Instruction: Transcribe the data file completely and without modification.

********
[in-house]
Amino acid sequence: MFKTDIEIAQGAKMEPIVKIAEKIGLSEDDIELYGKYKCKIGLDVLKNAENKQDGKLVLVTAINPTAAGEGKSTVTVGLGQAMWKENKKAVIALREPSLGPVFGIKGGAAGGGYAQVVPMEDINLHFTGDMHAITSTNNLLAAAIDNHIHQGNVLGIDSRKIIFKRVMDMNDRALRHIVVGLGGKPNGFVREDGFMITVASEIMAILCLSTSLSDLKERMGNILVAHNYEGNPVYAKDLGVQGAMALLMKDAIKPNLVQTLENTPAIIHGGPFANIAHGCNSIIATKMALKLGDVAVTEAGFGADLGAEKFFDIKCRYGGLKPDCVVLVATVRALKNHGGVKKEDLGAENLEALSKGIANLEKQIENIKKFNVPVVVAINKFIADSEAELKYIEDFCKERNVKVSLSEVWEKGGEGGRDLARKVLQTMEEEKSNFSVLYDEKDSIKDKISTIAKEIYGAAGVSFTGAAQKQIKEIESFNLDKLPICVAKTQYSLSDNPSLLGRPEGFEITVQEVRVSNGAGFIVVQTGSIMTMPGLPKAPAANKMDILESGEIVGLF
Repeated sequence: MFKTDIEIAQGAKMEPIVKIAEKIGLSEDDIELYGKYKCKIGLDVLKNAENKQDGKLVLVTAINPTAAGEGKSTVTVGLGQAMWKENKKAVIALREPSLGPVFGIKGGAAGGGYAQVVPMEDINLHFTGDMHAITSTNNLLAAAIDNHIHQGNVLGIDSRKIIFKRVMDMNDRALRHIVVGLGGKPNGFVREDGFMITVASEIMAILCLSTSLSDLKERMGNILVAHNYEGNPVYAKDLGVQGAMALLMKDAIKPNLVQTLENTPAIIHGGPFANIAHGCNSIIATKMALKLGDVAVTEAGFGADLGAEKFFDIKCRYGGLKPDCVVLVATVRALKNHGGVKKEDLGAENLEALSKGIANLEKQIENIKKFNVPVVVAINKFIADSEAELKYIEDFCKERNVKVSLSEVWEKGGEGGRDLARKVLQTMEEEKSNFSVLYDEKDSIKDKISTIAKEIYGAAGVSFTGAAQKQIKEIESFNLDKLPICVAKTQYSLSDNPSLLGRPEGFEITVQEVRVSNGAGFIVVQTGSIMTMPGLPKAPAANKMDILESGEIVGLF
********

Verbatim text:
[in-house]
Amino acid sequence: MFKTDIEIAQGAKMEPIVKIAEKIGLSEDDIELYGKYKCKIGLDVLKNAENKQDGKLVLVTAINPTAAGEGKSTVTVGLGQAMWKENKKAVIALREPSLGPVFGIKGGAAGGGYAQVVPMEDINLHFTGDMHAITSTNNLLAAAIDNHIHQGNVLGIDSRKIIFKRVMDMNDRALRHIVVGLGGKPNGFVREDGFMITVASEIMAILCLSTSLSDLKERMGNILVAHNYEGNPVYAKDLGVQGAMALLMKDAIKPNLVQTLENTPAIIHGGPFANIAHGCNSIIATKMALKLGDVAVTEAGFGADLGAEKFFDIKCRYGGLKPDCVVLVATVRALKNHGGVKKEDLGAENLEALSKGIANLEKQIENIKKFNVPVVVAINKFIADSEAELKYIEDFCKERNVKVSLSEVWEKGGEGGRDLARKVLQTMEEEKSNFSVLYDEKDSIKDKISTIAKEIYGAAGVSFTGAAQKQIKEIESFNLDKLPICVAKTQYSLSDNPSLLGRPEGFEITVQEVRVSNGAGFIVVQTGSIMTMPGLPKAPAANKMDILESGEIVGLF
Repeated sequence: MFKTDIEIAQGAKMEPIVKIAEKIGLSEDDIELYGKYKCKIGLDVLKNAENKQDGKLVLVTAINPTAAGEGKSTVTVGLGQAMWKENKKAVIALREPSLGPVFGIKGGAAGGGYAQVVPMEDINLHFTGDMHAITSTNNLLAAAIDNHIHQGNVLGIDSRKIIFKRVMDMNDRALRHIVVGLGGKPNGFVREDGFMITVASEIMAILCLSTSLSDLKERMGNILVAHNYEGNPVYAKDLGVQGAMALLMKDAIKPNLVQTLENTPAIIHGGPFANIAHGCNSIIATKMALKLGDVAVTEAGFGADLGAEKFFDIKCRYGGLKPDCVVLVATVRALKNHGGVKKEDLGAENLEALSKGIANLEKQIENIKKFNVPVVVAINKFIADSEAELKYIEDFCKERNVKVSLSEVWEKGGEGGRDLARKVLQTMEEEKSNFSVLYDEKDSIKDKISTIAKEIYGAAGVSFTGAAQKQIKEIESFNLDKLPICVAKTQYSLSDNPSLLGRPEGFEITVQEVRVSNGAGFIVVQTGSIMTMPGLPKAPAANKMDILESGEIVGLF